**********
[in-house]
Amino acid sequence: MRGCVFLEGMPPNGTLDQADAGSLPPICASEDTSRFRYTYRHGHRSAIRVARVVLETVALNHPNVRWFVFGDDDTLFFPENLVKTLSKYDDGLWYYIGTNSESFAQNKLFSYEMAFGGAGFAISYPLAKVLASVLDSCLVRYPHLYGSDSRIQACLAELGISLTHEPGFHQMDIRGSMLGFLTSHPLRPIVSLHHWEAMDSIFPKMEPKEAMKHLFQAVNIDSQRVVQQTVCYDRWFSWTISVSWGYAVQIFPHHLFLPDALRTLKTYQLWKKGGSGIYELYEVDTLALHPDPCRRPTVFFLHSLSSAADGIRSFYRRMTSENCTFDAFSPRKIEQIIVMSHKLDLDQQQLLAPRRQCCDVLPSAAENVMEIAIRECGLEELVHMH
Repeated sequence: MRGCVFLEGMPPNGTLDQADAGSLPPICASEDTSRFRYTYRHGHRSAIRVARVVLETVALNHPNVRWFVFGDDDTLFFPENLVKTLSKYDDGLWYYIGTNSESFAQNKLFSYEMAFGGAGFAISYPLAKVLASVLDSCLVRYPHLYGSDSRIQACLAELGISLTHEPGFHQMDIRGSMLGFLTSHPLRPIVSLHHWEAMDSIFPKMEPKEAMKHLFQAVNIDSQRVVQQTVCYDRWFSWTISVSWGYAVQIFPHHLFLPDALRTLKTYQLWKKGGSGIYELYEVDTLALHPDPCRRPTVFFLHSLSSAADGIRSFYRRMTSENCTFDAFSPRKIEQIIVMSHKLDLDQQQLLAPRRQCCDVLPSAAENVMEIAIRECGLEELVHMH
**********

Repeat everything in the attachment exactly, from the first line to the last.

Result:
[in-house]
Amino acid sequence: MRGCVFLEGMPPNGTLDQADAGSLPPICASEDTSRFRYTYRHGHRSAIRVARVVLETVALNHPNVRWFVFGDDDTLFFPENLVKTLSKYDDGLWYYIGTNSESFAQNKLFSYEMAFGGAGFAISYPLAKVLASVLDSCLVRYPHLYGSDSRIQACLAELGISLTHEPGFHQMDIRGSMLGFLTSHPLRPIVSLHHWEAMDSIFPKMEPKEAMKHLFQAVNIDSQRVVQQTVCYDRWFSWTISVSWGYAVQIFPHHLFLPDALRTLKTYQLWKKGGSGIYELYEVDTLALHPDPCRRPTVFFLHSLSSAADGIRSFYRRMTSENCTFDAFSPRKIEQIIVMSHKLDLDQQQLLAPRRQCCDVLPSAAENVMEIAIRECGLEELVHMH
Repeated sequence: MRGCVFLEGMPPNGTLDQADAGSLPPICASEDTSRFRYTYRHGHRSAIRVARVVLETVALNHPNVRWFVFGDDDTLFFPENLVKTLSKYDDGLWYYIGTNSESFAQNKLFSYEMAFGGAGFAISYPLAKVLASVLDSCLVRYPHLYGSDSRIQACLAELGISLTHEPGFHQMDIRGSMLGFLTSHPLRPIVSLHHWEAMDSIFPKMEPKEAMKHLFQAVNIDSQRVVQQTVCYDRWFSWTISVSWGYAVQIFPHHLFLPDALRTLKTYQLWKKGGSGIYELYEVDTLALHPDPCRRPTVFFLHSLSSAADGIRSFYRRMTSENCTFDAFSPRKIEQIIVMSHKLDLDQQQLLAPRRQCCDVLPSAAENVMEIAIRECGLEELVHMH